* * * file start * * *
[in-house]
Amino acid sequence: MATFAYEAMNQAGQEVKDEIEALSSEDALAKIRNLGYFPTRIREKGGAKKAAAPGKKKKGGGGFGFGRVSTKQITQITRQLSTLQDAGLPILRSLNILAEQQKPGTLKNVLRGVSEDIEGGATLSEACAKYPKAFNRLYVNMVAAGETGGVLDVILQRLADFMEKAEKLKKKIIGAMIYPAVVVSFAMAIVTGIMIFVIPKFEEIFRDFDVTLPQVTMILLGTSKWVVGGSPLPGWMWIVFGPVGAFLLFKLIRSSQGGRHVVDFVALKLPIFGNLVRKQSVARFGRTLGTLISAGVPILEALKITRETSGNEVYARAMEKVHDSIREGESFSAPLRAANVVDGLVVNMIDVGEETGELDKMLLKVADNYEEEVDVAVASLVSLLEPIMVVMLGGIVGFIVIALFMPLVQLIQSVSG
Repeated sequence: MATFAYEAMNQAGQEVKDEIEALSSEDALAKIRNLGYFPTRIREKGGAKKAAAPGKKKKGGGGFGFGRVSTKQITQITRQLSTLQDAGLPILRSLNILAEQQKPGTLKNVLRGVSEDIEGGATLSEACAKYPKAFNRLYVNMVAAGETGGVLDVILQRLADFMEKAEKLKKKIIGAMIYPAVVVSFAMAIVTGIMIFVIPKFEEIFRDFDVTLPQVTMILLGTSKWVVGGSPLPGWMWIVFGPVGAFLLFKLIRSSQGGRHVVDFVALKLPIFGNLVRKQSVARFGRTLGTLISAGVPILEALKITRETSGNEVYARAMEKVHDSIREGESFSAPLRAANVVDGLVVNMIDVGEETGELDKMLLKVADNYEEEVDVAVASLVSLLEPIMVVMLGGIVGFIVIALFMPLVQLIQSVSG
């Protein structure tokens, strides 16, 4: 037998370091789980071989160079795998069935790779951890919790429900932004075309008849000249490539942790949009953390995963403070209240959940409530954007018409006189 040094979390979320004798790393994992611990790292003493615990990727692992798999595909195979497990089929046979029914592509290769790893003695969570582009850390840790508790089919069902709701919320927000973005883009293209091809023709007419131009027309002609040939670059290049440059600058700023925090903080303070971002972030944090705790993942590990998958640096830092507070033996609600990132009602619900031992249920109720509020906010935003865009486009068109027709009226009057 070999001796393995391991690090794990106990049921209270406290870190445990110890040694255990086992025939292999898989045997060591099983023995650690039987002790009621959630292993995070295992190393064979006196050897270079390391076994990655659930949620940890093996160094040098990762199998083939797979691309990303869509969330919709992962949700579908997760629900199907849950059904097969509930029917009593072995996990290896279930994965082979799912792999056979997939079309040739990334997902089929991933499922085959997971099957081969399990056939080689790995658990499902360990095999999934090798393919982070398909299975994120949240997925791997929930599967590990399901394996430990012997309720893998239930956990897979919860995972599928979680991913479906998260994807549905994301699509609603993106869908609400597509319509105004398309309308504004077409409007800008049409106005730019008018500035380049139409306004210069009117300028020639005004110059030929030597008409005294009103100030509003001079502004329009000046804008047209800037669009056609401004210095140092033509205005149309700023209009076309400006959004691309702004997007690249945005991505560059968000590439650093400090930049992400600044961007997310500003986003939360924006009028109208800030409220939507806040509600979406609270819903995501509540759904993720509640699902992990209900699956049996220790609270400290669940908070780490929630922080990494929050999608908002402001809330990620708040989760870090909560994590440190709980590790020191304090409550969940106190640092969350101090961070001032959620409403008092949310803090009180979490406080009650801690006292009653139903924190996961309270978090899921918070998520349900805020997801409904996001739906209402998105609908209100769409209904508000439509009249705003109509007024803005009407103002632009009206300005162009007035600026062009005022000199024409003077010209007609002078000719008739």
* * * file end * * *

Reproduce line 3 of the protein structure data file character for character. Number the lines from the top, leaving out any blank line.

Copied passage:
Repeated sequence: MATFAYEAMNQAGQEVKDEIEALSSEDALAKIRNLGYFPTRIREKGGAKKAAAPGKKKKGGGGFGFGRVSTKQITQITRQLSTLQDAGLPILRSLNILAEQQKPGTLKNVLRGVSEDIEGGATLSEACAKYPKAFNRLYVNMVAAGETGGVLDVILQRLADFMEKAEKLKKKIIGAMIYPAVVVSFAMAIVTGIMIFVIPKFEEIFRDFDVTLPQVTMILLGTSKWVVGGSPLPGWMWIVFGPVGAFLLFKLIRSSQGGRHVVDFVALKLPIFGNLVRKQSVARFGRTLGTLISAGVPILEALKITRETSGNEVYARAMEKVHDSIREGESFSAPLRAANVVDGLVVNMIDVGEETGELDKMLLKVADNYEEEVDVAVASLVSLLEPIMVVMLGGIVGFIVIALFMPLVQLIQSVSG